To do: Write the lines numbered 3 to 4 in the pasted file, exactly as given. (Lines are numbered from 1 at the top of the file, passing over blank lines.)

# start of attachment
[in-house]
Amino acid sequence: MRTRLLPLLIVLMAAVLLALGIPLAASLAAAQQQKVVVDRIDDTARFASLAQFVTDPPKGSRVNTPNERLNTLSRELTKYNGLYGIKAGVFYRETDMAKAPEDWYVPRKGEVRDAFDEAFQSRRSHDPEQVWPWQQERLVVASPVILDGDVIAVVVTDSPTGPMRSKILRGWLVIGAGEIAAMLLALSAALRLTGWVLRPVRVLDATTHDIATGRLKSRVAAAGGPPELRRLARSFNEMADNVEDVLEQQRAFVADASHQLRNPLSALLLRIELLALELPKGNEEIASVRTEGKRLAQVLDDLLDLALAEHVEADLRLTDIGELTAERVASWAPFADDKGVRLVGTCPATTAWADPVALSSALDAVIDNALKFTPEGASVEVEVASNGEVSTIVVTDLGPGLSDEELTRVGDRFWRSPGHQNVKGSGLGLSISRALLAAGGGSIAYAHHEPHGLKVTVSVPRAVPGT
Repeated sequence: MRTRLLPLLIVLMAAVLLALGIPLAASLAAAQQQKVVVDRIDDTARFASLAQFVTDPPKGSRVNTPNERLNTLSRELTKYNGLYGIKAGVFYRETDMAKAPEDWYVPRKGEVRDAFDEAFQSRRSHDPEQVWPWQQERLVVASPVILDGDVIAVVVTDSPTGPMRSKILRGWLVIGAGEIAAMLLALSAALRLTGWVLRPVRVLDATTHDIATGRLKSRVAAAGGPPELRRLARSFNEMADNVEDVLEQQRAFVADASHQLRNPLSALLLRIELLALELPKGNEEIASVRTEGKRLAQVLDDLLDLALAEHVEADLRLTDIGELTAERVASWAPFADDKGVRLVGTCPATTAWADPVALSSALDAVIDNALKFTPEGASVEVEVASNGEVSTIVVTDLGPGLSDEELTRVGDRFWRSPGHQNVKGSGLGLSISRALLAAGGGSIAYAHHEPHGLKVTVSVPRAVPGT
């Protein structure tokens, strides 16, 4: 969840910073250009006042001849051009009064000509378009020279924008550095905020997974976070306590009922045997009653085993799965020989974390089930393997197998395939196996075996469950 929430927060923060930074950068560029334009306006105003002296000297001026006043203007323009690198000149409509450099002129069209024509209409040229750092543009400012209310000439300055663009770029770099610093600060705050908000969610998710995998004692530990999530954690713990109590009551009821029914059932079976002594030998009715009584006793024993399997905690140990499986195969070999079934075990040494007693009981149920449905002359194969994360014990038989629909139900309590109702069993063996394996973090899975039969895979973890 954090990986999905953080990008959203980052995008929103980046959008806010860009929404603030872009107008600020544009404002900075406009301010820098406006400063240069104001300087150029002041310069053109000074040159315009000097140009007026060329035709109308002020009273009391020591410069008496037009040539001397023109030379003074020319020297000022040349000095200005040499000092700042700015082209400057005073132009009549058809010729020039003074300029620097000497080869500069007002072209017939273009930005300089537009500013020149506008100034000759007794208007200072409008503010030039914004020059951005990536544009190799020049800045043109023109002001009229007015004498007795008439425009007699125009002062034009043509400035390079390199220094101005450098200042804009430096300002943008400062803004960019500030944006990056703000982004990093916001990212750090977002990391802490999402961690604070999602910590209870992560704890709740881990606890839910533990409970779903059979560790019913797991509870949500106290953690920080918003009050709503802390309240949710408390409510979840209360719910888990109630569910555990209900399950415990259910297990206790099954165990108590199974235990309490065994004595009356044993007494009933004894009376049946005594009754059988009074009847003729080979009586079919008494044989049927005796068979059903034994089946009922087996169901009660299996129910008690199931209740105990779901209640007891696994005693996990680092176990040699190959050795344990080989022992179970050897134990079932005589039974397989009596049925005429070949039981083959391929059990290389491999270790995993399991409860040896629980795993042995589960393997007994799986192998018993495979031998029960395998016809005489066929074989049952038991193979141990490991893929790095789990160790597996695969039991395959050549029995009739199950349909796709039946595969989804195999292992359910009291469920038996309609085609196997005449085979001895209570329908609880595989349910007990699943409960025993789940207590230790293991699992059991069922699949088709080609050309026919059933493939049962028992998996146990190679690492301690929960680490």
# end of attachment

Repeated sequence: MRTRLLPLLIVLMAAVLLALGIPLAASLAAAQQQKVVVDRIDDTARFASLAQFVTDPPKGSRVNTPNERLNTLSRELTKYNGLYGIKAGVFYRETDMAKAPEDWYVPRKGEVRDAFDEAFQSRRSHDPEQVWPWQQERLVVASPVILDGDVIAVVVTDSPTGPMRSKILRGWLVIGAGEIAAMLLALSAALRLTGWVLRPVRVLDATTHDIATGRLKSRVAAAGGPPELRRLARSFNEMADNVEDVLEQQRAFVADASHQLRNPLSALLLRIELLALELPKGNEEIASVRTEGKRLAQVLDDLLDLALAEHVEADLRLTDIGELTAERVASWAPFADDKGVRLVGTCPATTAWADPVALSSALDAVIDNALKFTPEGASVEVEVASNGEVSTIVVTDLGPGLSDEELTRVGDRFWRSPGHQNVKGSGLGLSISRALLAAGGGSIAYAHHEPHGLKVTVSVPRAVPGT
């Protein structure tokens, strides 16, 4: 969840910073250009006042001849051009009064000509378009020279924008550095905020997974976070306590009922045997009653085993799965020989974390089930393997197998395939196996075996469950 929430927060923060930074950068560029334009306006105003002296000297001026006043203007323009690198000149409509450099002129069209024509209409040229750092543009400012209310000439300055663009770029770099610093600060705050908000969610998710995998004692530990999530954690713990109590009551009821029914059932079976002594030998009715009584006793024993399997905690140990499986195969070999079934075990040494007693009981149920449905002359194969994360014990038989629909139900309590109702069993063996394996973090899975039969895979973890 954090990986999905953080990008959203980052995008929103980046959008806010860009929404603030872009107008600020544009404002900075406009301010820098406006400063240069104001300087150029002041310069053109000074040159315009000097140009007026060329035709109308002020009273009391020591410069008496037009040539001397023109030379003074020319020297000022040349000095200005040499000092700042700015082209400057005073132009009549058809010729020039003074300029620097000497080869500069007002072209017939273009930005300089537009500013020149506008100034000759007794208007200072409008503010030039914004020059951005990536544009190799020049800045043109023109002001009229007015004498007795008439425009007699125009002062034009043509400035390079390199220094101005450098200042804009430096300002943008400062803004960019500030944006990056703000982004990093916001990212750090977002990391802490999402961690604070999602910590209870992560704890709740881990606890839910533990409970779903059979560790019913797991509870949500106290953690920080918003009050709503802390309240949710408390409510979840209360719910888990109630569910555990209900399950415990259910297990206790099954165990108590199974235990309490065994004595009356044993007494009933004894009376049946005594009754059988009074009847003729080979009586079919008494044989049927005796068979059903034994089946009922087996169901009660299996129910008690199931209740105990779901209640007891696994005693996990680092176990040699190959050795344990080989022992179970050897134990079932005589039974397989009596049925005429070949039981083959391929059990290389491999270790995993399991409860040896629980795993042995589960393997007994799986192998018993495979031998029960395998016809005489066929074989049952038991193979141990490991893929790095789990160790597996695969039991395959050549029995009739199950349909796709039946595969989804195999292992359910009291469920038996309609085609196997005449085979001895209570329908609880595989349910007990699943409960025993789940207590230790293991699992059991069922699949088709080609050309026919059933493939049962028992998996146990190679690492301690929960680490």